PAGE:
Before I comment on the fourth group referred to in this paragraph, let me say a word about another that is not mentioned...namely the Romans, who were keeping a close watch in the proceedings.  Whenever large crowds would gather in the city for the celebration of a Jewish feast, military security and scrutiny were increased.  It was the responsibility of the Roman soldiers to enforce “crowd-control” and to maintain “law and order.”  Rome frowned upon unruly mobs in lands where its jurisdiction held sway.  These, too, would have been very interested in what was happening.


The last mentioned group who acknowledged the arrival of Jesus that day were the Pharisees, who did everything within their power to dissuade the people from following after Jesus.  Luke (19:39-40) informs us that “Some of the Pharisees in the crowd” wanted Jesus to quell the enthusiasm His arrival was creating.  But He responded, “I tell you, if these were silent, the very stones would cry out.”  The anxiety and animosity on the part of the Pharisees had been increasing over the previous weeks and days, and were now at a fever-pitch.  Unaware of how to rid themselves of this “interloper,” the said among themselves in verse 19, “You see that you are gaining nothing. Look, the world has gone after him.”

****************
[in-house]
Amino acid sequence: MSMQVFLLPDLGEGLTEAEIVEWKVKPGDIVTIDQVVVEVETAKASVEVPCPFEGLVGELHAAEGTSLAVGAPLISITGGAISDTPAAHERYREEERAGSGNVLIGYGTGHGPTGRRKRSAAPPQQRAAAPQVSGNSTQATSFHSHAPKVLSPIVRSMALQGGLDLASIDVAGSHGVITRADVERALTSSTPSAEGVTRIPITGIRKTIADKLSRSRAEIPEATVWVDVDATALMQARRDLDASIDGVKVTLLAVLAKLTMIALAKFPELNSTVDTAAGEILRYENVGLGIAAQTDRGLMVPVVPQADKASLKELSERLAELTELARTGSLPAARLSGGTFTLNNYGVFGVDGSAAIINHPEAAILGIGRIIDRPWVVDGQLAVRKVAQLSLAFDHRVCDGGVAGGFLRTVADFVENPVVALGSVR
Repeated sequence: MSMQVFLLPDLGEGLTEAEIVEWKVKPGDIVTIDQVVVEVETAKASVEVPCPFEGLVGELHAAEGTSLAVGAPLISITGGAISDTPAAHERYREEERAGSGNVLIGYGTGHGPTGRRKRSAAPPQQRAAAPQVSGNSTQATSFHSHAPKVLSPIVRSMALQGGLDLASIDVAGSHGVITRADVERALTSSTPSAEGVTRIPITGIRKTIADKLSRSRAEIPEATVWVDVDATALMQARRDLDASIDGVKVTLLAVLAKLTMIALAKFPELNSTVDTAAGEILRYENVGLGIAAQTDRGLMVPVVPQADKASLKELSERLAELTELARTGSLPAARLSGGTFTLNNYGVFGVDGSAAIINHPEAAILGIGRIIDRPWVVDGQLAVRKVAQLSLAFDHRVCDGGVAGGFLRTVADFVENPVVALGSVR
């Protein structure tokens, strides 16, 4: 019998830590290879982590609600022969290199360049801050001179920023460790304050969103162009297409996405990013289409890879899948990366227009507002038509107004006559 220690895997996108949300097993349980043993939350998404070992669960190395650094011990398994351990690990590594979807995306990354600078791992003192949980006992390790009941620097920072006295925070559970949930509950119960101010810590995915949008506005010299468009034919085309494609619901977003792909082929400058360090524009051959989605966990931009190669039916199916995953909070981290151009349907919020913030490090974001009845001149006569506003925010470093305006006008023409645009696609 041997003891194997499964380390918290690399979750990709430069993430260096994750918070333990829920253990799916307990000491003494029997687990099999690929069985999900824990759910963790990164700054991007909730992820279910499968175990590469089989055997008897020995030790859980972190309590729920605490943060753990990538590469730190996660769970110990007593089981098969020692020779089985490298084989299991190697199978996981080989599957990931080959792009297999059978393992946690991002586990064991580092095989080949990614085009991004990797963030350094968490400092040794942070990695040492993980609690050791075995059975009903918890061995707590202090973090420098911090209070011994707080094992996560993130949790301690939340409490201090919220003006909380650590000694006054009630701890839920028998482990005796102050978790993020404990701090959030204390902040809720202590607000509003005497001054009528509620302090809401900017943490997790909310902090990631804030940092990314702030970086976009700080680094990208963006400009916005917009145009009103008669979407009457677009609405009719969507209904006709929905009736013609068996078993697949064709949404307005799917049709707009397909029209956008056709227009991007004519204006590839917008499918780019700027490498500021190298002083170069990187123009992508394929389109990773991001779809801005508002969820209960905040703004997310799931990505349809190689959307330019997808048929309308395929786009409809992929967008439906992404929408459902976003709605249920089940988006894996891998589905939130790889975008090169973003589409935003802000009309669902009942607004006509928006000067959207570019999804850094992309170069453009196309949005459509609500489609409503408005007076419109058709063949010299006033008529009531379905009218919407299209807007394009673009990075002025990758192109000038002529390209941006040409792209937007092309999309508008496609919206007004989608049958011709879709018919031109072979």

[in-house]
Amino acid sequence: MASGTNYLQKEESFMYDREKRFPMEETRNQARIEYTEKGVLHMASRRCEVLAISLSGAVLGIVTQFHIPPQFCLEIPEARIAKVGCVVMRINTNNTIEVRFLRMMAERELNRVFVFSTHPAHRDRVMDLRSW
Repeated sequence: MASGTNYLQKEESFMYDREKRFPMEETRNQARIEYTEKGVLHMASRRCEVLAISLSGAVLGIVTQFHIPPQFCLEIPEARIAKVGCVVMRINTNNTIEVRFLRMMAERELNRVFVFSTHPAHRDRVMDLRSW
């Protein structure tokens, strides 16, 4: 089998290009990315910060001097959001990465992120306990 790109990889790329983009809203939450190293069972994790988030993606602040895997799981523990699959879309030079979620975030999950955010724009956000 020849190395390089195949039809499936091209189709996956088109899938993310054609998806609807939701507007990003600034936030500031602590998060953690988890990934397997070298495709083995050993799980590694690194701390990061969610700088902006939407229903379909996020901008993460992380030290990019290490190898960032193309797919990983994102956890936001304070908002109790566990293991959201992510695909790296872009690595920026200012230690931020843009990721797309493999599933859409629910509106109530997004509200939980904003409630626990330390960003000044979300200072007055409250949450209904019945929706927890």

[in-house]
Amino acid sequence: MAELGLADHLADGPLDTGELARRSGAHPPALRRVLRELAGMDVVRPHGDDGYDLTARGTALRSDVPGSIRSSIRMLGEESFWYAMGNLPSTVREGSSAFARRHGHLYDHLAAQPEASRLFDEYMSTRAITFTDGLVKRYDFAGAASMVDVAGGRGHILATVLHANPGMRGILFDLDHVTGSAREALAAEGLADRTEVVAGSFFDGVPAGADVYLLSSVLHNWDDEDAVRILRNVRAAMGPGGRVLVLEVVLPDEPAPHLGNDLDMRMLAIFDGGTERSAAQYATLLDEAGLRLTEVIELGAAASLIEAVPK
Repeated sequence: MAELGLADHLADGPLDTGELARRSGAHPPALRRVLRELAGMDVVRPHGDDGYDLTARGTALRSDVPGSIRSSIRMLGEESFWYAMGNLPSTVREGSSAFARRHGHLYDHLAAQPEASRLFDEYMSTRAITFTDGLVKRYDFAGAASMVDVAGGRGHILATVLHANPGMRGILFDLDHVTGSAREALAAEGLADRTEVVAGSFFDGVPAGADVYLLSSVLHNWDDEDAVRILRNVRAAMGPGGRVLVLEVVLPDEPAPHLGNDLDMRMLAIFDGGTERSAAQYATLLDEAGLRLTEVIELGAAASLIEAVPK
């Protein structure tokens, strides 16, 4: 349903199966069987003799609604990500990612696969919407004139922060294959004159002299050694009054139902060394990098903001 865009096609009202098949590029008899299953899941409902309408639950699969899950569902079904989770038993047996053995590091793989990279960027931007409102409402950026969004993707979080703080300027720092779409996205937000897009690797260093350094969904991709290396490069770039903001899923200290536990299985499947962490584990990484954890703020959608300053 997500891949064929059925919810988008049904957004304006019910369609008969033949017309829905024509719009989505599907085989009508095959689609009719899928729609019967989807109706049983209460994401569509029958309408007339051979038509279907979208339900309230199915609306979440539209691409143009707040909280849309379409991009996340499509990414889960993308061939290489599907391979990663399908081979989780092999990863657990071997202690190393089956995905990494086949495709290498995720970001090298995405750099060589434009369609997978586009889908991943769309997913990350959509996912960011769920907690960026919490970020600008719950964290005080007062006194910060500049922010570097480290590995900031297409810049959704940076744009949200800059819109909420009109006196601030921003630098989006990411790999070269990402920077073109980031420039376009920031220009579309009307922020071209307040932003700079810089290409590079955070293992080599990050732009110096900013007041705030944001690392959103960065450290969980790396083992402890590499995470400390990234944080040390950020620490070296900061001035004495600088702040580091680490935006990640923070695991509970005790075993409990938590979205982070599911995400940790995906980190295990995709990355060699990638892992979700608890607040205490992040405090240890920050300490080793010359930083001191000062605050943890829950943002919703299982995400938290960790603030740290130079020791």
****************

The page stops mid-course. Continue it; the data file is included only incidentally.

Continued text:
Their statement is hyperbole, of course, but it carries an unexpected note of truth.  We might paraphrase their concern as “The world has gone away from us and to Him.”  Which is to say, they feared not only losing the religious authority they held over the Jewish people, but risked opening the door of God’s plan to Gentiles as well.  Were we to glance forward into verses 20 and following—which we plan to do on Good Friday evening, Lord willing—we would see evidence of that very thing happening.  The fears of the Pharisees would be realized, and the influence of the coming King would be irreversible.




Jesus’ purpose for riding into Jerusalem was to make public His claim to be the promised Messiah and the long-awaited King of Israel.  His arrival was in precise fulfillment of Scripture, prophesied centuries before.  And while some were ready to receive Him and acknowledge Him as the One sent from God, most did not.  Although the crowds thronged to Him on that day, hopeful that He would be the kind of Deliverer they hoped for, the ensuing events of the coming week would reveal that their faith was not genuine.  Had it been, it would have persevered.  But within a matter of days, even those closest to Him would abandon Him in the hour of His greatest need.


The story of the “triumphal entry” is one of contrasts, and those contrasts have applications for us: